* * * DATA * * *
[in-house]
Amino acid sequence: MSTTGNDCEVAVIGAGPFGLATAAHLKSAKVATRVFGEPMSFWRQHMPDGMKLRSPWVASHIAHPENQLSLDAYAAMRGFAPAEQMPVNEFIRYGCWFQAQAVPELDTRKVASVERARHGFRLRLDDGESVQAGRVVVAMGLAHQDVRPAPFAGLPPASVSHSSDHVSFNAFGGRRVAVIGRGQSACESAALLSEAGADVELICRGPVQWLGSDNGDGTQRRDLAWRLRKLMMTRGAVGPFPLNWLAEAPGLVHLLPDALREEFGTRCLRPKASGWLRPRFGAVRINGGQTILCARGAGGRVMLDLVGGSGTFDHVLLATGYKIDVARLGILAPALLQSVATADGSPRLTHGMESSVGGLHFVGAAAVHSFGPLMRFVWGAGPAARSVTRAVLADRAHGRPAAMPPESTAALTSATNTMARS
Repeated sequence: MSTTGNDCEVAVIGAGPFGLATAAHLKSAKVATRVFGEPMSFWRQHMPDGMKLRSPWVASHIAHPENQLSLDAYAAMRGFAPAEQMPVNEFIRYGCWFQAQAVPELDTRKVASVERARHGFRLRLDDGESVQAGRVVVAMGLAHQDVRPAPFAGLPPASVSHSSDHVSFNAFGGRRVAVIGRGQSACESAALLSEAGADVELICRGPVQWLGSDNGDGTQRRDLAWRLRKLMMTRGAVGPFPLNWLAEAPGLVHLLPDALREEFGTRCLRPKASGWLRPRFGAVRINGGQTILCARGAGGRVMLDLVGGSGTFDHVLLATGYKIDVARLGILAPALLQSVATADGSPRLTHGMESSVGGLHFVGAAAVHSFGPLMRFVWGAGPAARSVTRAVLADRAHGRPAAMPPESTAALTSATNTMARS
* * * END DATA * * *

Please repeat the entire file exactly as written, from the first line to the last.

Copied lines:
[in-house]
Amino acid sequence: MSTTGNDCEVAVIGAGPFGLATAAHLKSAKVATRVFGEPMSFWRQHMPDGMKLRSPWVASHIAHPENQLSLDAYAAMRGFAPAEQMPVNEFIRYGCWFQAQAVPELDTRKVASVERARHGFRLRLDDGESVQAGRVVVAMGLAHQDVRPAPFAGLPPASVSHSSDHVSFNAFGGRRVAVIGRGQSACESAALLSEAGADVELICRGPVQWLGSDNGDGTQRRDLAWRLRKLMMTRGAVGPFPLNWLAEAPGLVHLLPDALREEFGTRCLRPKASGWLRPRFGAVRINGGQTILCARGAGGRVMLDLVGGSGTFDHVLLATGYKIDVARLGILAPALLQSVATADGSPRLTHGMESSVGGLHFVGAAAVHSFGPLMRFVWGAGPAARSVTRAVLADRAHGRPAAMPPESTAALTSATNTMARS
Repeated sequence: MSTTGNDCEVAVIGAGPFGLATAAHLKSAKVATRVFGEPMSFWRQHMPDGMKLRSPWVASHIAHPENQLSLDAYAAMRGFAPAEQMPVNEFIRYGCWFQAQAVPELDTRKVASVERARHGFRLRLDDGESVQAGRVVVAMGLAHQDVRPAPFAGLPPASVSHSSDHVSFNAFGGRRVAVIGRGQSACESAALLSEAGADVELICRGPVQWLGSDNGDGTQRRDLAWRLRKLMMTRGAVGPFPLNWLAEAPGLVHLLPDALREEFGTRCLRPKASGWLRPRFGAVRINGGQTILCARGAGGRVMLDLVGGSGTFDHVLLATGYKIDVARLGILAPALLQSVATADGSPRLTHGMESSVGGLHFVGAAAVHSFGPLMRFVWGAGPAARSVTRAVLADRAHGRPAAMPPESTAALTSATNTMARS